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07 ch 11 - Chapter Eleven Reporting and Analyzing...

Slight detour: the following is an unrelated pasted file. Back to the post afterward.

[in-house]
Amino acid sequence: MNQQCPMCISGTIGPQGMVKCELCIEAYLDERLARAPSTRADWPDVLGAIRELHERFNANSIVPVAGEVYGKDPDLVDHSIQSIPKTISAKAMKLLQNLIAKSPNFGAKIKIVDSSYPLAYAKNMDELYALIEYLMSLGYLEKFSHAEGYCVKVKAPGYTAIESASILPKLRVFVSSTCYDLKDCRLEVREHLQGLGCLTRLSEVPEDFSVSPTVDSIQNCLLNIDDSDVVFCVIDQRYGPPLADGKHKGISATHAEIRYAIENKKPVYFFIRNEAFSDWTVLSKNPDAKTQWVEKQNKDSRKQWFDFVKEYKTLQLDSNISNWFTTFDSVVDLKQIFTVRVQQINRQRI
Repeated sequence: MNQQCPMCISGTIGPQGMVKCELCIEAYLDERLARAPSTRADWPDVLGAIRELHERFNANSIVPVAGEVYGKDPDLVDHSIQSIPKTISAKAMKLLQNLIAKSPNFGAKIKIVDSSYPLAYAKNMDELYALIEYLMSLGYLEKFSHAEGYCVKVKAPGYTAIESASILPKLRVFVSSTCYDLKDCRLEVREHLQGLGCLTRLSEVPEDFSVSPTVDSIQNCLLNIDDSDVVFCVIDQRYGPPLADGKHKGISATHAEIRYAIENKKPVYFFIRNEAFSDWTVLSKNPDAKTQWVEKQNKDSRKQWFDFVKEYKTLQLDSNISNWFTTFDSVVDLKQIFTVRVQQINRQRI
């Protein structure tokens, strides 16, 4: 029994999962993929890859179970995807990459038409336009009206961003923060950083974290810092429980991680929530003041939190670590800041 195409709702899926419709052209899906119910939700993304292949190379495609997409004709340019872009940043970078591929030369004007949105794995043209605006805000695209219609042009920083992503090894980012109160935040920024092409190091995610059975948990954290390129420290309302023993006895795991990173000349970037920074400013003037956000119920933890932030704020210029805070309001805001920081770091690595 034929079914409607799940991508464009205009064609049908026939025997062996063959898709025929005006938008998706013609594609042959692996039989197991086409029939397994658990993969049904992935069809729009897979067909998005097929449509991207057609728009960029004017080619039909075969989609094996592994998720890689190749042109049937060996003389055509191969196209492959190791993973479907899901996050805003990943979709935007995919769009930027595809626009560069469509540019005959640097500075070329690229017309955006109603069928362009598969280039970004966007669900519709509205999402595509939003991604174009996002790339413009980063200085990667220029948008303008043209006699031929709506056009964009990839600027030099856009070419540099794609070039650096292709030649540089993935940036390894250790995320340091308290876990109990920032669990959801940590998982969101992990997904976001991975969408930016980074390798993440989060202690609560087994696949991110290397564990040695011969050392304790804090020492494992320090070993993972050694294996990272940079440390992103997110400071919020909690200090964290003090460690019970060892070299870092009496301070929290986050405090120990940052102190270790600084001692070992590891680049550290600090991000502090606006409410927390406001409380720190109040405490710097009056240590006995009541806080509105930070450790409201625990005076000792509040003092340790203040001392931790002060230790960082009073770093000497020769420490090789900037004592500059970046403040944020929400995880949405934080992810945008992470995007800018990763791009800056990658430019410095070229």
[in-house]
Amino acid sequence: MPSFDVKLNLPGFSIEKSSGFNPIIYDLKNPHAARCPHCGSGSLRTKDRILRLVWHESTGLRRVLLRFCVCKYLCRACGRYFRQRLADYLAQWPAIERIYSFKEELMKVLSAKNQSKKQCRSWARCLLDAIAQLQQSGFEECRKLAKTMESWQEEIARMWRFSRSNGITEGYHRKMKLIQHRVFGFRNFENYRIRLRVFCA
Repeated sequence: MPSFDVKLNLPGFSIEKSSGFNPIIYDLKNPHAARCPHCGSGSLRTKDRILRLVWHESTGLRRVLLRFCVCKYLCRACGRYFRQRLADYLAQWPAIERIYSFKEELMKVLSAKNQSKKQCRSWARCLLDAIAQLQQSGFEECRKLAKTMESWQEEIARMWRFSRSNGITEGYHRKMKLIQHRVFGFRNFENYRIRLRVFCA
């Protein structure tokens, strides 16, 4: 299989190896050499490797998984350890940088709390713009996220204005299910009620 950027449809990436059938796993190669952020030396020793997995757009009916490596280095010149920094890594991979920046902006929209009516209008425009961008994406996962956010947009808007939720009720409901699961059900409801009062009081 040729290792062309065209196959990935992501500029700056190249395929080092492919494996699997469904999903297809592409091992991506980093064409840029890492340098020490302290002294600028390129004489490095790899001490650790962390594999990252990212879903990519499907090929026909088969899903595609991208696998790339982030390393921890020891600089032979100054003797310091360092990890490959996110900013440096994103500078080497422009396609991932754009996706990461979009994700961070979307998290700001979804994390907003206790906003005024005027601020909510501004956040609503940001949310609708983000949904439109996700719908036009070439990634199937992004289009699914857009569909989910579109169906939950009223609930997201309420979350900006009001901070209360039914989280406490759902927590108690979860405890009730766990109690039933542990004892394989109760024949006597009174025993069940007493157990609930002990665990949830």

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Chapter Eleven – Reporting and Analyzing Stockholders’ Equity (Pages 532-564) I. Corporate Form of Organization a. Classification by ownership i. Publicly held – May have thousands of stockholders, and its stock is regularly traded on a national securities market ii. Privately held (closely held) – Usually has only a few stockholders and does not offer its stock for sale to the general public. Also, it is generally smaller than a publicly held corporation. b. Characteristics i. Separate legal existence – corporation is separate from its shareholders (owners) and can act under its own name ii. Limited liability of stockholders 1. Creditors ordinarily can only go after the corporate assets to satisfy their claims 2. Stockholders are only liable up to their investment in that corporation 3. Creditors have no legal claim on the personal assets of the stockholders unless fraud has occurred iii. Transferable ownership rights – Shareholders can buy and sell shares as they see fit without approval of other shareholders or management iv. Ability to acquire capital – Easy due to small cost of each share v. Continuous life 1. Life is stated in the corporate charter 2. May be limited to a specific number of years or may be perpetual 3. Not affected by death, withdrawal, or incapacity of stockholders, employees, or officers vi. Corporation management 1. Shareholders elect board of directors 2. Board of directors hires executives, who then hire other employees 3. Board of directors also develops the operating policies for the firm vii. Government regulations – subject to many more federal and state regulations than other forms of business organization viii. Additional taxes 1. “Double taxation” 2. Corporation pays taxes on earnings 3. Shareholders pays taxes on dividends paid to them by the corporation c. Formation i. Formed by a grant of a state charter (every corporation is incorporated in only one state, which does NOT have to be the state where the corporation has its headquarters) ii. Upon receipt of its state charter, by-laws are established to lay out the internal rules and procedures for conducting the affairs of the corporation iii. Even though there is only one state charter, a corporation must obtain a license from each state in which it does business d. Stockholder rights i. Provided by the articles of incorporation or the by-laws ii. Stock certificate provides proof of stock ownership
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